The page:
HCFM logoLater this week I’ll be traveling to Massachusetts to “meet the family” at Holy Cross Family Ministries and work on the details of bringing under their umbrella. There have been lots of emails and phone calls, and everyone has been very welcoming. I’ve already received a rough agenda for my 3-day trip. Each day’s schedule includes Rosary and Mass. That’s the kind of work schedule I can get behind. That kind of work schedule helps give me the support I need to do the work I do!

TCT_FALL16And I officially start tomorrow, but I’ve been easing in to this a bit: I’m the new managing editor/digital content manager at Today’s Catholic Teacher magazine. I did this work on an interim basis for a month last summer, so I’ve had a taste of what I’ll be doing, but I’ve never worked through the whole process for an entire issue of the magazine. There’s plenty of support as I get to know the ins and outs of the job.

Old desk
My tiny desk in my tiny office. I need more space in my workspace!

All of this means that my tiny desk in my tiny office isn’t enough anymore. I need room to spread out with notebooks and clipboards and bullet journal and laptop. For my birthday, my family took me to Ikea for a new desk. Before I can break out the Allen wrench and assemble my new furniture, though, we have to get an old twin bed out of the room. It’s taking up most of the space, and I’ve only got 9×10 to start with.

when the timer dingsThis also means that I’m going to need to get serious about time management. I’ve begun working through the exercises in Katharine Grubb’s When the Timer Dings, because she has a realistic view of what it’s like to work from home and care for a family at the same time.

For me, working from home is the only way I’d be able to work right now. I need the flexibility to be able to take care of TheKid when diabetes gets . . . interesting, even if that just means I’m working in the next room while keeping an eye on blood-sugar levels and delivering juice or sugar-free Gatorade, depending. It doesn’t happen often, but it’s never predictable, so availability is key.

busy lives restless soulsOn Saturday I received a review copy of Busy Lives & Restless Souls, new from Ignatius Press. Today is the feast of St. Ignatius of Loyola; what better time to begin reading a book whose back cover promises, “Elderidge interprets principles of Ignatian spirituality in a fresh way to equip us with prayer tools that are accessible and practical within the relentless realities of our daily routines.” Yes–this book is for me.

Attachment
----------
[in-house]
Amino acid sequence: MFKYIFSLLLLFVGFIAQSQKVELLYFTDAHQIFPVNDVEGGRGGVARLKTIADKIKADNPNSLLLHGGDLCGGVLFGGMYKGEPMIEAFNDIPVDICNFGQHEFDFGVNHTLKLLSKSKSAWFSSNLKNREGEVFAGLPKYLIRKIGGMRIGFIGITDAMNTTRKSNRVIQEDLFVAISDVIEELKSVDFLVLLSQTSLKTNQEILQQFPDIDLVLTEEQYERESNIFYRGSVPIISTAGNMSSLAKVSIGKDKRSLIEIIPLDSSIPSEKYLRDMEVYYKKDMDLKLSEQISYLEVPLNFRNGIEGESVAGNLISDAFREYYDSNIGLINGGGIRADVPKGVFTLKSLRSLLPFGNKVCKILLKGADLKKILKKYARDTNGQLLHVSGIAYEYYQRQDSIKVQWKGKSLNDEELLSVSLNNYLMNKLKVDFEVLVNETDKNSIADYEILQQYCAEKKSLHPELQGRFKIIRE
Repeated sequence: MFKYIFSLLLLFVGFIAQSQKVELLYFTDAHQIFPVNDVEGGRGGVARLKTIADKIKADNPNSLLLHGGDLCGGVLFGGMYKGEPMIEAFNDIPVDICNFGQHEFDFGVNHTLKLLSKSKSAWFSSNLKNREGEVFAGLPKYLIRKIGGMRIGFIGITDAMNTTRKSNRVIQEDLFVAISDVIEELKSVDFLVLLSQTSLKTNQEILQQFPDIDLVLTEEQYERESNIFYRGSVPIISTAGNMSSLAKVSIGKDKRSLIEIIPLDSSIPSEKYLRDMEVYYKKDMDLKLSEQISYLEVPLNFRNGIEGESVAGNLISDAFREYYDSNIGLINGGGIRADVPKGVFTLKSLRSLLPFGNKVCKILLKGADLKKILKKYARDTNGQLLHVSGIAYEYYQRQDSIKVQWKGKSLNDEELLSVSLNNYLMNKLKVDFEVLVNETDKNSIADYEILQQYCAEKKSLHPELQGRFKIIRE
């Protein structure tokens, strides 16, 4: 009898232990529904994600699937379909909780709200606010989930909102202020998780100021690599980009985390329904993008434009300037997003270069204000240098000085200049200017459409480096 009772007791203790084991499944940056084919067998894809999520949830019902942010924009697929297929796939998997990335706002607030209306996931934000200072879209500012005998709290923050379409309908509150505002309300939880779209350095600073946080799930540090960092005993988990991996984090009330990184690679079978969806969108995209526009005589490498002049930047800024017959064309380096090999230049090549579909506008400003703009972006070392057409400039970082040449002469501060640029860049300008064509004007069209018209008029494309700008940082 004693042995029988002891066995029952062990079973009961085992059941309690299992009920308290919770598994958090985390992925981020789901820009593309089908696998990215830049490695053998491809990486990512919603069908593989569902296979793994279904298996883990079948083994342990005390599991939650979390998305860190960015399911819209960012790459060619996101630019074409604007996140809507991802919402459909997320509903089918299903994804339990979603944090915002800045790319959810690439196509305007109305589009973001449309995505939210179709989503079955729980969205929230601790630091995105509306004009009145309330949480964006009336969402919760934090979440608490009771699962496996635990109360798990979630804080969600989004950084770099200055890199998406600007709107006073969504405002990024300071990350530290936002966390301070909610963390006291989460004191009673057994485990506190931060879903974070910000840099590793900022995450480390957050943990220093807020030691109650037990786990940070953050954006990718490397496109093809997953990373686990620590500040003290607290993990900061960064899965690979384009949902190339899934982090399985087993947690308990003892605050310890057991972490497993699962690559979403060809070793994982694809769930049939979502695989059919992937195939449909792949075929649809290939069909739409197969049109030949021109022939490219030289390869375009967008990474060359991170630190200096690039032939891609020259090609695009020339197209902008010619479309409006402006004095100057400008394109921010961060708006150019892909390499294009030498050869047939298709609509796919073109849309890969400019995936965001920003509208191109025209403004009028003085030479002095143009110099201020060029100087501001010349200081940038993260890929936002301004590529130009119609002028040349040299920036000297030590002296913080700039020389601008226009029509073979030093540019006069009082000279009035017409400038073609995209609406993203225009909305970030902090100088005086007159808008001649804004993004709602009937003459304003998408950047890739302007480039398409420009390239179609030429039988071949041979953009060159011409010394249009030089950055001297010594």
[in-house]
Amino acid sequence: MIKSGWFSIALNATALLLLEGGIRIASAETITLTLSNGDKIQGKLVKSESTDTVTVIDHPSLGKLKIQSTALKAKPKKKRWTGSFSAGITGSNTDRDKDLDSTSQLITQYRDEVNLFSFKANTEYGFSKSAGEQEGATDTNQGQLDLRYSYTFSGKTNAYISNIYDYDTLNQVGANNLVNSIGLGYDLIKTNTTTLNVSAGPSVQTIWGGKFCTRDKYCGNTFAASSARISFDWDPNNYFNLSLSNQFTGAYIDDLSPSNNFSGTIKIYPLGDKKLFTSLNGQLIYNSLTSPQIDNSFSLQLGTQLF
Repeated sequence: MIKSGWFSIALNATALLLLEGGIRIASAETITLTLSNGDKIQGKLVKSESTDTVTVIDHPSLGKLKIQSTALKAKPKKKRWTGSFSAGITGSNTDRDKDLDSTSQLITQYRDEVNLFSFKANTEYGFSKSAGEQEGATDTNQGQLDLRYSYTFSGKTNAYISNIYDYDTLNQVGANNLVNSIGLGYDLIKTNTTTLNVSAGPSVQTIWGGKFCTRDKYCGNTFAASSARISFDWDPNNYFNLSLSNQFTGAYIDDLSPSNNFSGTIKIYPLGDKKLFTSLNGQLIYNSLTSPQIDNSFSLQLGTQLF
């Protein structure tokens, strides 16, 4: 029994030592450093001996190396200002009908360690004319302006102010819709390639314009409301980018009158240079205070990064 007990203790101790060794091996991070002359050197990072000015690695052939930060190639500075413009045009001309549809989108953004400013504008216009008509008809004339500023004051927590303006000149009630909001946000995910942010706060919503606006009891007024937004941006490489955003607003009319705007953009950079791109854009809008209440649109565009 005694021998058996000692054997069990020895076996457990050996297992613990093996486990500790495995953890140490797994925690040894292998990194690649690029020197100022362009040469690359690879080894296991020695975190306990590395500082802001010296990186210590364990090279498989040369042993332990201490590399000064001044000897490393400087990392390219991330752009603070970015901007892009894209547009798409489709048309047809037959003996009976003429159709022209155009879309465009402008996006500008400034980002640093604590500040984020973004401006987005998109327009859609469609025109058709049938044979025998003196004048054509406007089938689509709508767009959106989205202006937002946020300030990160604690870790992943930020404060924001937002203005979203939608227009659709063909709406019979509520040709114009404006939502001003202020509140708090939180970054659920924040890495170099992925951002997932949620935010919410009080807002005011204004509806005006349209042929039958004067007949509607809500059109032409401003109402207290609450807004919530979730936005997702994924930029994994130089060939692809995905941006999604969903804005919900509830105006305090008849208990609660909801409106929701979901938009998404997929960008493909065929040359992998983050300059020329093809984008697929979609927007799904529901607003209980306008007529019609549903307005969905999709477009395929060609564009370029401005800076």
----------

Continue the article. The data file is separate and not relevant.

It’s time to get started on my new full-time adventure!

Small Success: What Schedule?

Thursdays at begin with a look at the past week’s Small Successes!

This has been one of those weeks when I’m just glad I have a job with a flexible schedule and a husband who doesn’t get too upset when the dust accumulates to the point where you can write your name in it. It’s been one unplanned thing after another.

MONDAY during the day I had to run over to the school and deal with an insulin-pump infusion set gone bad. I spent an hour on the phone when the supplier of insulin-pump equipment called to tell me that effective last week, the infusion sets TheKid uses have been discontinued. That’s probably for the best, as they haven’t worked out super well for him (as evidenced by that earlier run to school), but it caused a scramble. I emailed the diabetes educators at Children’s Hospital of Philadelphia (where he goes for treatment and classes) for guidance.

File Feb 02, 2 43 57 PM
He’s tried 2 out of these 3 and neither one works for him.

TUESDAY I had the whole day ahead of me so I worked like crazy and got a lot done, and it’s a good thing I did, because CHOP offered to squeeze us in on WEDNESDAY for a consultation about new infusion sets.

WEDNESDAY I did the grocery shopping and some laundry and put fresh sheets on my bed, then picked TheKid up at school to head to the NJ branch of CHOP (not his favorite location due to lack of a Food Court, but beggars can’t be choosers when it comes to last-minute appointments). He tried on a new set, likes it so far, and we were on our way.